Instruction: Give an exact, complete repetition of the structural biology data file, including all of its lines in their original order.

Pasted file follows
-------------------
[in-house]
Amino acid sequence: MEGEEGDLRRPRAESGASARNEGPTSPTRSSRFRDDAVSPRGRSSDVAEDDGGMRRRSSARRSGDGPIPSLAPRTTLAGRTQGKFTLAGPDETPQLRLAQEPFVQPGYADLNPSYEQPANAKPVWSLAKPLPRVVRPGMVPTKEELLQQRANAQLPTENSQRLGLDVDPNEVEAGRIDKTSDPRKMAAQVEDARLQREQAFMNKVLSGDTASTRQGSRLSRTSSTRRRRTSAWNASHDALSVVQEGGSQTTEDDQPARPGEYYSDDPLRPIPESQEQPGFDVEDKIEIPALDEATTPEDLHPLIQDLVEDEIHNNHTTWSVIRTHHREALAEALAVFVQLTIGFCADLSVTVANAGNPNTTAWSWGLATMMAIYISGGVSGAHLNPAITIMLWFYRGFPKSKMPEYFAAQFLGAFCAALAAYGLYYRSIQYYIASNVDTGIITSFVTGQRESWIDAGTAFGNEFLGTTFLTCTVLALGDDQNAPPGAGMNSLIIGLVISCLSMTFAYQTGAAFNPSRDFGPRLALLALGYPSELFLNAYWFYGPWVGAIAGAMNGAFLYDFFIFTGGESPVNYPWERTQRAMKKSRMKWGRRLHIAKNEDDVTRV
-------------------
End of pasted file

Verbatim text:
[in-house]
Amino acid sequence: MEGEEGDLRRPRAESGASARNEGPTSPTRSSRFRDDAVSPRGRSSDVAEDDGGMRRRSSARRSGDGPIPSLAPRTTLAGRTQGKFTLAGPDETPQLRLAQEPFVQPGYADLNPSYEQPANAKPVWSLAKPLPRVVRPGMVPTKEELLQQRANAQLPTENSQRLGLDVDPNEVEAGRIDKTSDPRKMAAQVEDARLQREQAFMNKVLSGDTASTRQGSRLSRTSSTRRRRTSAWNASHDALSVVQEGGSQTTEDDQPARPGEYYSDDPLRPIPESQEQPGFDVEDKIEIPALDEATTPEDLHPLIQDLVEDEIHNNHTTWSVIRTHHREALAEALAVFVQLTIGFCADLSVTVANAGNPNTTAWSWGLATMMAIYISGGVSGAHLNPAITIMLWFYRGFPKSKMPEYFAAQFLGAFCAALAAYGLYYRSIQYYIASNVDTGIITSFVTGQRESWIDAGTAFGNEFLGTTFLTCTVLALGDDQNAPPGAGMNSLIIGLVISCLSMTFAYQTGAAFNPSRDFGPRLALLALGYPSELFLNAYWFYGPWVGAIAGAMNGAFLYDFFIFTGGESPVNYPWERTQRAMKKSRMKWGRRLHIAKNEDDVTRV